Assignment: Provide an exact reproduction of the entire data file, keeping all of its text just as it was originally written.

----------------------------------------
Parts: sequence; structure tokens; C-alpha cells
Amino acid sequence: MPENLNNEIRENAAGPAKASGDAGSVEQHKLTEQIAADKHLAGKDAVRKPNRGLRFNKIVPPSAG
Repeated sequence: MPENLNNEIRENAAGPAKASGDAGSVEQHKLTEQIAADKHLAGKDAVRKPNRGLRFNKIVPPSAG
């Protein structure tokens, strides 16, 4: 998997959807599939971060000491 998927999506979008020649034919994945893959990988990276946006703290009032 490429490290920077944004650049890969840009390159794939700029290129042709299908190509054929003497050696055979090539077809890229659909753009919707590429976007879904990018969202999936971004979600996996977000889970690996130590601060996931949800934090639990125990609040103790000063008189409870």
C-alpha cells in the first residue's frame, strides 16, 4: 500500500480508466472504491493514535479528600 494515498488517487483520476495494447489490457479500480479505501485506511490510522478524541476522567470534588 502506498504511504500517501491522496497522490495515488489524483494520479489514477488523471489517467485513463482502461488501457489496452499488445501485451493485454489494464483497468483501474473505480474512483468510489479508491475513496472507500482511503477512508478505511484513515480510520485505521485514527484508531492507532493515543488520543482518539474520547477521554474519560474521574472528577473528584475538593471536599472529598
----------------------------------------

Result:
Parts: sequence; structure tokens; C-alpha cells
Amino acid sequence: MPENLNNEIRENAAGPAKASGDAGSVEQHKLTEQIAADKHLAGKDAVRKPNRGLRFNKIVPPSAG
Repeated sequence: MPENLNNEIRENAAGPAKASGDAGSVEQHKLTEQIAADKHLAGKDAVRKPNRGLRFNKIVPPSAG
């Protein structure tokens, strides 16, 4: 998997959807599939971060000491 998927999506979008020649034919994945893959990988990276946006703290009032 490429490290920077944004650049890969840009390159794939700029290129042709299908190509054929003497050696055979090539077809890229659909753009919707590429976007879904990018969202999936971004979600996996977000889970690996130590601060996931949800934090639990125990609040103790000063008189409870």
C-alpha cells in the first residue's frame, strides 16, 4: 500500500480508466472504491493514535479528600 494515498488517487483520476495494447489490457479500480479505501485506511490510522478524541476522567470534588 502506498504511504500517501491522496497522490495515488489524483494520479489514477488523471489517467485513463482502461488501457489496452499488445501485451493485454489494464483497468483501474473505480474512483468510489479508491475513496472507500482511503477512508478505511484513515480510520485505521485514527484508531492507532493515543488520543482518539474520547477521554474519560474521574472528577473528584475538593471536599472529598